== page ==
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HS2 will be 'engine for growth'

Chancellor George Osborne has said HS2 will be an "engine for growth" in the North and Midlands, creating tens of thousands of jobs across the country.

He acknowledged widespread opposition to the line from communities along its route which face "very difficult" disruption to their lives, but said the economic benefits were "pretty compelling".

Mr Osborne said: "I think it is the engine for growth in the North and the Midlands of this country. I think it is going to create tens of thousands of jobs in Manchester and across our great cities.

"In the end, as a country, you have got to make those long-term choices. If our predecessors hadn't decided to build the railways in the Victorian times or the motorways in the middle part of the 20th century, then we wouldn't have those things today.

"So you've got to commit to these projects, even though they take many years and, yes, they are expensive, but they are also an investment in the economy that will then create the money to enable us to afford our NHS and our education system and so on."

Mr Osborne acknowledged that the HS2 line was "controversial" with communities along the route, and pointed out that it will go through his own Tatton constituency in Cheshire.

"It is a controversial decision, because building anything in this country there are going to be people who object to it," he said.

"But I think the economic benefits to all communities are pretty compelling - whether it's the fact that there's going to be a station in the East Midlands or the fact we are going to have stations at Manchester airport and a rail hub in Crewe... and also eight of our 10 largest cities in Britain are going to be connected.

"And it's not just about cutting journey times - although it does cut in half the journey time from Manchester to London - it's also about the new stations, the prosperity that's going to come, the jobs that are going to be created around this infrastructure."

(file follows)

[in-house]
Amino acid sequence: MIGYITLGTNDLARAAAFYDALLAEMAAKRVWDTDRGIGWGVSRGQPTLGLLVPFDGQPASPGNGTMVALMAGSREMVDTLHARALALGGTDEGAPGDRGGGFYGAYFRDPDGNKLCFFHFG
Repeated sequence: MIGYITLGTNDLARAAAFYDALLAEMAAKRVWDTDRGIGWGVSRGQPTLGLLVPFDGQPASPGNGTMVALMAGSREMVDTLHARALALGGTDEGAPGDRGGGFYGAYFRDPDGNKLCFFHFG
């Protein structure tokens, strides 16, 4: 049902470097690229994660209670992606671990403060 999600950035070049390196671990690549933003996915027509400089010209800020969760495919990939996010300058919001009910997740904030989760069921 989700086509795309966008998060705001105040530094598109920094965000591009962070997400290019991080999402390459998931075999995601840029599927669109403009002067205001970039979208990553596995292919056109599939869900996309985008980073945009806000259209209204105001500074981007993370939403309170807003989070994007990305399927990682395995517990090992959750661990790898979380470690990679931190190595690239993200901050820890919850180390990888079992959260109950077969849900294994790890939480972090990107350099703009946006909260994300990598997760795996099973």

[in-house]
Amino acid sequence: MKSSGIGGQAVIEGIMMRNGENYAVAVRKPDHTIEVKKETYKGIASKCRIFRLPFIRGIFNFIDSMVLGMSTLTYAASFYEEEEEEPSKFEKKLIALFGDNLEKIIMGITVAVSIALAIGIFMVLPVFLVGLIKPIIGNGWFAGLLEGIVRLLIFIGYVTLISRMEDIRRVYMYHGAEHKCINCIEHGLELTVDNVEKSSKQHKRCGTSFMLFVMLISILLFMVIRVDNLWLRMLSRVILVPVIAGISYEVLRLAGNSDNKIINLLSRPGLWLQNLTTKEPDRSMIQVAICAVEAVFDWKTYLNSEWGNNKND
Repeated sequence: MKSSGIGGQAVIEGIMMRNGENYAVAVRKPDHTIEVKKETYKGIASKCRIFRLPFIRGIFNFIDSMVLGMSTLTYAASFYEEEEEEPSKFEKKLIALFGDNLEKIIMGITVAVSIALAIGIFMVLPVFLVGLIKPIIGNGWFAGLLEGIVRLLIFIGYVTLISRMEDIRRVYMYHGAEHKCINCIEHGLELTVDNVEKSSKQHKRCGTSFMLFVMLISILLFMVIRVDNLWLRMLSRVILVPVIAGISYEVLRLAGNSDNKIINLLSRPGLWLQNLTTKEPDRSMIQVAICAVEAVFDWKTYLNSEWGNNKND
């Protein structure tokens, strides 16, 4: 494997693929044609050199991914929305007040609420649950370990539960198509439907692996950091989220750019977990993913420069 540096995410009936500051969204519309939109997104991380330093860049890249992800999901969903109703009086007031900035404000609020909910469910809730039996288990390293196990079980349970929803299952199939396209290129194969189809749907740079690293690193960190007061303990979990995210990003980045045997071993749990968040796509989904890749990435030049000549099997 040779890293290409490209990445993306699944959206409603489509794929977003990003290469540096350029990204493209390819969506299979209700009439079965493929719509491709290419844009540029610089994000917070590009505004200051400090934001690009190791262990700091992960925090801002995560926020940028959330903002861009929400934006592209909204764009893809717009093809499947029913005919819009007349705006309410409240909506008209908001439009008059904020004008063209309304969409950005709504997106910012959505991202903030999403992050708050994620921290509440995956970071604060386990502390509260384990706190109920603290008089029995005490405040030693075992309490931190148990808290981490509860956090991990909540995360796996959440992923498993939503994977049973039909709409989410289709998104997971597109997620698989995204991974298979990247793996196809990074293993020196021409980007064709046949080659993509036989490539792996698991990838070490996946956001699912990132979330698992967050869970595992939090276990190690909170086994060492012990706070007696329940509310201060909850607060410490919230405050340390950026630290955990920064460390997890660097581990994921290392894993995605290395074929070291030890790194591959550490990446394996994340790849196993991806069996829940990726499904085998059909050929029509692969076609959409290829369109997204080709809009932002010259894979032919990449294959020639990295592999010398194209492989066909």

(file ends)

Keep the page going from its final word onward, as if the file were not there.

Mr Osborne accepted that the economic benefit would not "come overnight", but said: "If you use the argument 'It's not going to be ready for years', you'd never do anything. In fact, for too long, Britain has not undertaken these big projects because politicians like me say it's not going to help me over the next year or two.

"Actually, this is going to help our country over the next 15-20 years and, if we don't take the decision now, it will be left to someone else to make that decision in 20 years' time."

Mr Osborne agreed it would be "very difficult" for households close to the proposed rail line, but said the Government had chosen a route to cause "the minimum disruption".

The authorities will "work with those communities" to ensure that the line goes through tunnels where possible, and there will be "a very generous compensation scheme", he said.

"In the end it's a choice - are we going to invest in this country's future? Are we serious about winning that global race? Are we serious about doing the things we need to provide careers and jobs for our kids? Or are we just going to sit here and let this country fall behind?

"I'm determined that's not going to happen on my watch."

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